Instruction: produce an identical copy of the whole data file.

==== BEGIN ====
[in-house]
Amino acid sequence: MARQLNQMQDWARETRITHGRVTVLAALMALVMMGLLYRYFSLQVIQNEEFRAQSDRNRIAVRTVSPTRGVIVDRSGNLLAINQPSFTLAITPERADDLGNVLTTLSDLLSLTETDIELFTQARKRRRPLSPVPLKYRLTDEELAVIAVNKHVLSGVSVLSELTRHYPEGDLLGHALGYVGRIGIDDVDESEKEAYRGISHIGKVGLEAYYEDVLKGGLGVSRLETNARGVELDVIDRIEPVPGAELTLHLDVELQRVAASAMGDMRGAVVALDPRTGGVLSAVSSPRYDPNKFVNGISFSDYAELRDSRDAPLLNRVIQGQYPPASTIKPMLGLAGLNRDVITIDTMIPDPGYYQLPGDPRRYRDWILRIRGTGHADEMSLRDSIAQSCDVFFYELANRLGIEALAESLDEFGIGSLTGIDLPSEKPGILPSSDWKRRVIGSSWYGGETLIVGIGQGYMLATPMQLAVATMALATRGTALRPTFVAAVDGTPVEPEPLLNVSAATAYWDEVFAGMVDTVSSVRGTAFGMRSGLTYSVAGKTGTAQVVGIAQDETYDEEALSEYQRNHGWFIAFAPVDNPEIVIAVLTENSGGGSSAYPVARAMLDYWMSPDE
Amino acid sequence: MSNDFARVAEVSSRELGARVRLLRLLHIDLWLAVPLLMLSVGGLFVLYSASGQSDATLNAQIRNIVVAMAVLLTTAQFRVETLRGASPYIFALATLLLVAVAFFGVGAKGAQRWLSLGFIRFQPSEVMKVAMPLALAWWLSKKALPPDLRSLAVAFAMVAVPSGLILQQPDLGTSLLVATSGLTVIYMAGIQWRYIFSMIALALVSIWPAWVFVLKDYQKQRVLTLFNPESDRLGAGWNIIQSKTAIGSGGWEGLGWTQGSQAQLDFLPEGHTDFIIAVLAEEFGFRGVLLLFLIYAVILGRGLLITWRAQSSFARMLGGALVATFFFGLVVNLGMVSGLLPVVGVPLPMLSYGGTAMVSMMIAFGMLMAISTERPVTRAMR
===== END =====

[in-house]
Amino acid sequence: MARQLNQMQDWARETRITHGRVTVLAALMALVMMGLLYRYFSLQVIQNEEFRAQSDRNRIAVRTVSPTRGVIVDRSGNLLAINQPSFTLAITPERADDLGNVLTTLSDLLSLTETDIELFTQARKRRRPLSPVPLKYRLTDEELAVIAVNKHVLSGVSVLSELTRHYPEGDLLGHALGYVGRIGIDDVDESEKEAYRGISHIGKVGLEAYYEDVLKGGLGVSRLETNARGVELDVIDRIEPVPGAELTLHLDVELQRVAASAMGDMRGAVVALDPRTGGVLSAVSSPRYDPNKFVNGISFSDYAELRDSRDAPLLNRVIQGQYPPASTIKPMLGLAGLNRDVITIDTMIPDPGYYQLPGDPRRYRDWILRIRGTGHADEMSLRDSIAQSCDVFFYELANRLGIEALAESLDEFGIGSLTGIDLPSEKPGILPSSDWKRRVIGSSWYGGETLIVGIGQGYMLATPMQLAVATMALATRGTALRPTFVAAVDGTPVEPEPLLNVSAATAYWDEVFAGMVDTVSSVRGTAFGMRSGLTYSVAGKTGTAQVVGIAQDETYDEEALSEYQRNHGWFIAFAPVDNPEIVIAVLTENSGGGSSAYPVARAMLDYWMSPDE
Amino acid sequence: MSNDFARVAEVSSRELGARVRLLRLLHIDLWLAVPLLMLSVGGLFVLYSASGQSDATLNAQIRNIVVAMAVLLTTAQFRVETLRGASPYIFALATLLLVAVAFFGVGAKGAQRWLSLGFIRFQPSEVMKVAMPLALAWWLSKKALPPDLRSLAVAFAMVAVPSGLILQQPDLGTSLLVATSGLTVIYMAGIQWRYIFSMIALALVSIWPAWVFVLKDYQKQRVLTLFNPESDRLGAGWNIIQSKTAIGSGGWEGLGWTQGSQAQLDFLPEGHTDFIIAVLAEEFGFRGVLLLFLIYAVILGRGLLITWRAQSSFARMLGGALVATFFFGLVVNLGMVSGLLPVVGVPLPMLSYGGTAMVSMMIAFGMLMAISTERPVTRAMR